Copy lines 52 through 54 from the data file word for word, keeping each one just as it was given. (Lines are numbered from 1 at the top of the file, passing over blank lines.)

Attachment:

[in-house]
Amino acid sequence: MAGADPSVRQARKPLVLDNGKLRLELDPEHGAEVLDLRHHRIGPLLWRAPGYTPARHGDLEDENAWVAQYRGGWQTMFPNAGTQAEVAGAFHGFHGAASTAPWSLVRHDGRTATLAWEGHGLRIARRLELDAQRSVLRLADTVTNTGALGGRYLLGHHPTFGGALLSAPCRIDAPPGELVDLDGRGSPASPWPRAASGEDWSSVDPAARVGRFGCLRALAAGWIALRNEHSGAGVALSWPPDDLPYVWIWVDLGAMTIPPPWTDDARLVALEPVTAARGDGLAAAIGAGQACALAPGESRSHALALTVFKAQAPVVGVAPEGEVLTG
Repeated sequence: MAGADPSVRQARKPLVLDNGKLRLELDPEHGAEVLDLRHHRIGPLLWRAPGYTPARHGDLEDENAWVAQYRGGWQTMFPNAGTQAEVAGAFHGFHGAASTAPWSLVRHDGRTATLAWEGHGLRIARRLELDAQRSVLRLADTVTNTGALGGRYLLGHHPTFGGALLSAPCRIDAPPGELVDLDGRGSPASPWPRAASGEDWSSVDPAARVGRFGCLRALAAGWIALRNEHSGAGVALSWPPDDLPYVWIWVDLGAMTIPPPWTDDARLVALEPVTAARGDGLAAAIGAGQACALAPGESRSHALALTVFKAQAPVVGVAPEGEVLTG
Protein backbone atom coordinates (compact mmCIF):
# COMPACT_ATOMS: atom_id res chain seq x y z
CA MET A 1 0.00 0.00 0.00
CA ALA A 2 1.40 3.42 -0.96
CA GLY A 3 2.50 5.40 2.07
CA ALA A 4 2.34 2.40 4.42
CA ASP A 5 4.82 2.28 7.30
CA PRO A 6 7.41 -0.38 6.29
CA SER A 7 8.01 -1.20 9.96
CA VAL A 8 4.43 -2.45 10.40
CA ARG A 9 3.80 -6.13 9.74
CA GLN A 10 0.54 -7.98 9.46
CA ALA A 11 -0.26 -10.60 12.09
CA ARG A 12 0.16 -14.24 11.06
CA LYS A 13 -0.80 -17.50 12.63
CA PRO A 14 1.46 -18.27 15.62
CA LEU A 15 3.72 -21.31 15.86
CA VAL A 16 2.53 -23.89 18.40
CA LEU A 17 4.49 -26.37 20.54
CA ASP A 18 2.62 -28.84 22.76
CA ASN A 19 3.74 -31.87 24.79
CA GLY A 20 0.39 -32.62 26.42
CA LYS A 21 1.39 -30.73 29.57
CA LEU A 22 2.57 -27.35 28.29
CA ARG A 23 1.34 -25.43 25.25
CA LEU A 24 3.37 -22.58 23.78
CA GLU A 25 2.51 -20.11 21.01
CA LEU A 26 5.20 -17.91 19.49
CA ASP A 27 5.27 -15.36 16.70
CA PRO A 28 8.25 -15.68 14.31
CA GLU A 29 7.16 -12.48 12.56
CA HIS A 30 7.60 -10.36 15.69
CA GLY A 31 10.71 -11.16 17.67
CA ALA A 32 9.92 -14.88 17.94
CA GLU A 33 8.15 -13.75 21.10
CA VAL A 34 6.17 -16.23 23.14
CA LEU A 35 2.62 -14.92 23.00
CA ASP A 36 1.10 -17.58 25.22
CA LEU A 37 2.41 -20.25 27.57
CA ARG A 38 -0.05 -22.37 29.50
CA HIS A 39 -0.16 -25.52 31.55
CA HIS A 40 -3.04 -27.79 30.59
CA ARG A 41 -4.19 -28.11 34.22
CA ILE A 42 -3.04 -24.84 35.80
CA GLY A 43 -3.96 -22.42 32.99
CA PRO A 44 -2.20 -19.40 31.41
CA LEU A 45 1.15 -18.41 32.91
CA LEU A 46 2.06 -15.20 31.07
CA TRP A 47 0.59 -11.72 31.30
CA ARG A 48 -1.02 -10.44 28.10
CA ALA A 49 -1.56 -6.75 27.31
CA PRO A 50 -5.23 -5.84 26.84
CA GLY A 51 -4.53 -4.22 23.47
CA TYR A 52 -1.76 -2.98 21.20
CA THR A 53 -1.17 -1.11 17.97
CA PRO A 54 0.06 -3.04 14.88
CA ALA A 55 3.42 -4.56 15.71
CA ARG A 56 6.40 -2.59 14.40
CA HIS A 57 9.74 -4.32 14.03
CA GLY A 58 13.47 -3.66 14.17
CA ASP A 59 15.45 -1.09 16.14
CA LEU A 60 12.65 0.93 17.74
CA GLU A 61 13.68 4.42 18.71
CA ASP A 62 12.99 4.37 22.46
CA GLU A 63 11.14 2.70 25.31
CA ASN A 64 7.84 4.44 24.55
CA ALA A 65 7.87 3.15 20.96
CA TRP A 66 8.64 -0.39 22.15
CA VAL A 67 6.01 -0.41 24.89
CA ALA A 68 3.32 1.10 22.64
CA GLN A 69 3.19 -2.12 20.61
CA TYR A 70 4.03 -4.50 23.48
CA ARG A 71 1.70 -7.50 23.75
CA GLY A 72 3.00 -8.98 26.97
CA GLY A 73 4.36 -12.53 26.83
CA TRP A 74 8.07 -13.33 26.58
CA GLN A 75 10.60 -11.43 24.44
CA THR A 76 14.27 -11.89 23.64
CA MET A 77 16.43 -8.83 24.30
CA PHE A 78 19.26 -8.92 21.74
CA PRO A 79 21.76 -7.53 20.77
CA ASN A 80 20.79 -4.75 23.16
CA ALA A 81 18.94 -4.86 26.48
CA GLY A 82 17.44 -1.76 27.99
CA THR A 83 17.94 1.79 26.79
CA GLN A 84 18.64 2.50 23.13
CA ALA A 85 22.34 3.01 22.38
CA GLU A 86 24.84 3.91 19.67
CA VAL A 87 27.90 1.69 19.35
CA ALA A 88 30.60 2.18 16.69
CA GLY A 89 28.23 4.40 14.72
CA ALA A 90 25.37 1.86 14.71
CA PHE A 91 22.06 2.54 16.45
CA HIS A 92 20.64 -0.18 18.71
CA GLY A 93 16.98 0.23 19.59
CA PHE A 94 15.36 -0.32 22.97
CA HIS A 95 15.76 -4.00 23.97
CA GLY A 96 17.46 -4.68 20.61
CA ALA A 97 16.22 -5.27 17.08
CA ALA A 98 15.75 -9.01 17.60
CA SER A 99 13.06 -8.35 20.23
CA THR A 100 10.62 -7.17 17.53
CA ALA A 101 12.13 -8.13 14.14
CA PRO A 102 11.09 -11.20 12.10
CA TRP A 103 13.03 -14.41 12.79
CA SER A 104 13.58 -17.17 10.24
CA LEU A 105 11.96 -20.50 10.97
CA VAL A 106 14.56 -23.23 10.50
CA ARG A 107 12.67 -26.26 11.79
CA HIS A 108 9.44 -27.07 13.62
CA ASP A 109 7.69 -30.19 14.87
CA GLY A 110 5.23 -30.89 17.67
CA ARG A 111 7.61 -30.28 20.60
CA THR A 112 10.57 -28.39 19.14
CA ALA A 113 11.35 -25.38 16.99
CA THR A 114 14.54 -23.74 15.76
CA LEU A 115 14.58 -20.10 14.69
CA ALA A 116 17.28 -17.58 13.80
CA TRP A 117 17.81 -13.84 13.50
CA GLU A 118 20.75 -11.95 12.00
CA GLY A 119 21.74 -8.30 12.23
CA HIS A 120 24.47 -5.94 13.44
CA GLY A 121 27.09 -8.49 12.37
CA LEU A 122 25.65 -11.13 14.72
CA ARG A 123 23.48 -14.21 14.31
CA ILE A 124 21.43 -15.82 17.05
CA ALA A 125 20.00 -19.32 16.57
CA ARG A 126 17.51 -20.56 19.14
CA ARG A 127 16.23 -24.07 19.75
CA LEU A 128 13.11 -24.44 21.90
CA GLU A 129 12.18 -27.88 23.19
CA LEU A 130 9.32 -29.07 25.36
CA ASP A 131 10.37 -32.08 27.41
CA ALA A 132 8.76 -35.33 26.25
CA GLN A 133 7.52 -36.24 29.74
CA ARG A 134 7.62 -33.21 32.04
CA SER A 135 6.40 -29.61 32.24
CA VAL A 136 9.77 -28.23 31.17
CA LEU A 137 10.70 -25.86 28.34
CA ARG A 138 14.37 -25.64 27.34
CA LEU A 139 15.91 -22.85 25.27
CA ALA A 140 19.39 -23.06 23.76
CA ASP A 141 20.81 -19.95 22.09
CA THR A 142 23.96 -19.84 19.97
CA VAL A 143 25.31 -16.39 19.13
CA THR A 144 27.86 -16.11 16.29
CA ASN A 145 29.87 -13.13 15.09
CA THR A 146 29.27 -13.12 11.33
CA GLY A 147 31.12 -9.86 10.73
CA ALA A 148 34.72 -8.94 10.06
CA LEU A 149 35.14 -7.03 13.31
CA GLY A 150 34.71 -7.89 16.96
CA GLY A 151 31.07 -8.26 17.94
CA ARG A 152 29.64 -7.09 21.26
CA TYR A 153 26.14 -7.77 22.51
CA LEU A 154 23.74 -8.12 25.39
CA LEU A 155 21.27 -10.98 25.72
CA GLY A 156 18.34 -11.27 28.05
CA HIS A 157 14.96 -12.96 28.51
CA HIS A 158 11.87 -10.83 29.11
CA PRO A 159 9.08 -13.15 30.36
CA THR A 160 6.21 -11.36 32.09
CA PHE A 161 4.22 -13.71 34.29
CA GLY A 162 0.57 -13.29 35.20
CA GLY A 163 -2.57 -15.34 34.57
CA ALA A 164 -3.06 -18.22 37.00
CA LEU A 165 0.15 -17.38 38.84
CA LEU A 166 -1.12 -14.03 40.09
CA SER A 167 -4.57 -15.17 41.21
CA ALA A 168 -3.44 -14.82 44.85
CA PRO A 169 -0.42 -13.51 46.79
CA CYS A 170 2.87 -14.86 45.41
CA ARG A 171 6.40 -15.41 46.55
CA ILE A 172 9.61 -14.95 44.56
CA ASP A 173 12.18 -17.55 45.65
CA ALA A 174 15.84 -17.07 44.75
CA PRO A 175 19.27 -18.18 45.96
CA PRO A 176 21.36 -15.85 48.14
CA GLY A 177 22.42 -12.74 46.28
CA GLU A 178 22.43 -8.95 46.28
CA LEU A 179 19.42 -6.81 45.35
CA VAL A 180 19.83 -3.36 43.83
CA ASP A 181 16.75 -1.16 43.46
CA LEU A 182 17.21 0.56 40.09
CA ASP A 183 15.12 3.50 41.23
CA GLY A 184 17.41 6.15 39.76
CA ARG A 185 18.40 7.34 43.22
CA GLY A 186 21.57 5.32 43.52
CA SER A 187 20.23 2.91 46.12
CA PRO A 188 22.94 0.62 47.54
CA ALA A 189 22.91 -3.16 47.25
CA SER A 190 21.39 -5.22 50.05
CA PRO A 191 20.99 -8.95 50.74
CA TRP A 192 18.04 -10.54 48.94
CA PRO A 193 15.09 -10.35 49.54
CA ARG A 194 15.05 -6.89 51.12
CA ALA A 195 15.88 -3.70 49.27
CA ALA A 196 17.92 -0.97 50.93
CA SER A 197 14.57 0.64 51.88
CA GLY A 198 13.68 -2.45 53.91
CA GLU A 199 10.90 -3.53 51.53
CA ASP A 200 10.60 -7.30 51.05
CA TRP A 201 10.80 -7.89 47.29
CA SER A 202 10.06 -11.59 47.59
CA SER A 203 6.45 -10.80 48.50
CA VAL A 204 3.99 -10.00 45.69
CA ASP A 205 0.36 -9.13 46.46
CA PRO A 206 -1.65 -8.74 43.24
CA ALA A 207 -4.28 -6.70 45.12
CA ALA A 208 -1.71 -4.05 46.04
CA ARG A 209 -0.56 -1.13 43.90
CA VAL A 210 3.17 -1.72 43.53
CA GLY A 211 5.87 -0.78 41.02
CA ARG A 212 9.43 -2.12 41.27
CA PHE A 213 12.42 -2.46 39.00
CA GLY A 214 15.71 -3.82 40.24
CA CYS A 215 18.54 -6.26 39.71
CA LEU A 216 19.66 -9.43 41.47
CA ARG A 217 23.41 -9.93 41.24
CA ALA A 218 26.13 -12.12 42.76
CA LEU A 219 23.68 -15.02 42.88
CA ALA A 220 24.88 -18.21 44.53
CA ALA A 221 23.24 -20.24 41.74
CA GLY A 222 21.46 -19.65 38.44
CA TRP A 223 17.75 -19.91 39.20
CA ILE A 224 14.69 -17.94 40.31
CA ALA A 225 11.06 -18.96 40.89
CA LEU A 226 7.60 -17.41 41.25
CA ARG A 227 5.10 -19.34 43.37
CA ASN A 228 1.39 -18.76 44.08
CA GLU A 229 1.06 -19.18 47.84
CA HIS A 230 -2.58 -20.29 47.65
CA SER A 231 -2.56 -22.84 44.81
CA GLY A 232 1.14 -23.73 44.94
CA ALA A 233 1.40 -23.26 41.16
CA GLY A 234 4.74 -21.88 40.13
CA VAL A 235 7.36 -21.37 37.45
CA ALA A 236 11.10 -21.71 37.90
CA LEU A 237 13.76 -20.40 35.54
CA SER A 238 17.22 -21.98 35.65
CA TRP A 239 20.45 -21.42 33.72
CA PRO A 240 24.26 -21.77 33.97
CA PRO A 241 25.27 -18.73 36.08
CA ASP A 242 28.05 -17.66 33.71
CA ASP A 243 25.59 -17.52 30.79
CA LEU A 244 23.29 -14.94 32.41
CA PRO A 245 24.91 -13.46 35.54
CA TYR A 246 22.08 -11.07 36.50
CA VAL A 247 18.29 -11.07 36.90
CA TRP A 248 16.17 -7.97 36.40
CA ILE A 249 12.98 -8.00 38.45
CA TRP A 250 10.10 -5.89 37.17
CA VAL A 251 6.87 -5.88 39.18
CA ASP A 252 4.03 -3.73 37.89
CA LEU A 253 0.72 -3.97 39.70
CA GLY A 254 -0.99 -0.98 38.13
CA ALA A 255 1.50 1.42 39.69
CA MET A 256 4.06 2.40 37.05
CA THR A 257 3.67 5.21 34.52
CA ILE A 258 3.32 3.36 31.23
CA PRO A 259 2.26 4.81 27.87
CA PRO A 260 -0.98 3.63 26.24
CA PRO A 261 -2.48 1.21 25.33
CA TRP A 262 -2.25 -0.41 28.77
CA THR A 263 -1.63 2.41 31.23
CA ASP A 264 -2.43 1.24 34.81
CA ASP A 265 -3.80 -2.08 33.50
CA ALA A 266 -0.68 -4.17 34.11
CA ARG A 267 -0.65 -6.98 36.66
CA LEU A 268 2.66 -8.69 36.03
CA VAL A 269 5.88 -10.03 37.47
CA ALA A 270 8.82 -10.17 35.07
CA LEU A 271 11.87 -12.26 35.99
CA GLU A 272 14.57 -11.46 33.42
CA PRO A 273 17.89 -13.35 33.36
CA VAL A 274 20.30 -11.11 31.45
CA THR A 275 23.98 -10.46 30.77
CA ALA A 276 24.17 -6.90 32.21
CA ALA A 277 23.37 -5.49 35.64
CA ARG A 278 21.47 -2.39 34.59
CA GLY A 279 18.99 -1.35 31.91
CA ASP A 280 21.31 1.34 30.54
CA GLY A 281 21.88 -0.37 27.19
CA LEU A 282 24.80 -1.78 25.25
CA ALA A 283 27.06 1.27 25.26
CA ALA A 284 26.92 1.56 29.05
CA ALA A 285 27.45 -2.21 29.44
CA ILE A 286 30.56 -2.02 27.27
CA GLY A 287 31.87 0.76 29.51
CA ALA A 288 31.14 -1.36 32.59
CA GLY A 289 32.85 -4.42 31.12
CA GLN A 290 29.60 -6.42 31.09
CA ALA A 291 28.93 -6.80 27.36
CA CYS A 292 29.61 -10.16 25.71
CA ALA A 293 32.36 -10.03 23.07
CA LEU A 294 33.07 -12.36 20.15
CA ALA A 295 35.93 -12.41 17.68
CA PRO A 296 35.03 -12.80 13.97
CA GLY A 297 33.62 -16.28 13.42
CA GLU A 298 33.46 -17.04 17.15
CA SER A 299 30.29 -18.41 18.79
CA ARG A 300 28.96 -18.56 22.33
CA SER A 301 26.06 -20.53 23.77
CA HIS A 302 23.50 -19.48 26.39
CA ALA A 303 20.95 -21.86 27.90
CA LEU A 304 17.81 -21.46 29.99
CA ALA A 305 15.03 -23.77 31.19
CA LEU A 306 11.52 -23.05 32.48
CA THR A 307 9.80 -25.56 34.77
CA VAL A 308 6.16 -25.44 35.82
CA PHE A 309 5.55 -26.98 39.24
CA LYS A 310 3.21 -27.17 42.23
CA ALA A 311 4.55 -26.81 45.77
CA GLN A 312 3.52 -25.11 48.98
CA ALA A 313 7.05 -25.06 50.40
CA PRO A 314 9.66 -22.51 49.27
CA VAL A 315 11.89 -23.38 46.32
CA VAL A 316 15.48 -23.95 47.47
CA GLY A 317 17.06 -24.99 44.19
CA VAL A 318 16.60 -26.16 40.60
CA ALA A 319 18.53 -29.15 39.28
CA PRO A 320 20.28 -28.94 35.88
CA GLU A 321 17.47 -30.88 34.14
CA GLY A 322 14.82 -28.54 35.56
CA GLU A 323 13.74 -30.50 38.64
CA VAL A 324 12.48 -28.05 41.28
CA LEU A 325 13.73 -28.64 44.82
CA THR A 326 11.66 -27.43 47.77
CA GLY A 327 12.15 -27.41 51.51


CA TRP A 47 0.59 -11.72 31.30
CA ARG A 48 -1.02 -10.44 28.10
CA ALA A 49 -1.56 -6.75 27.31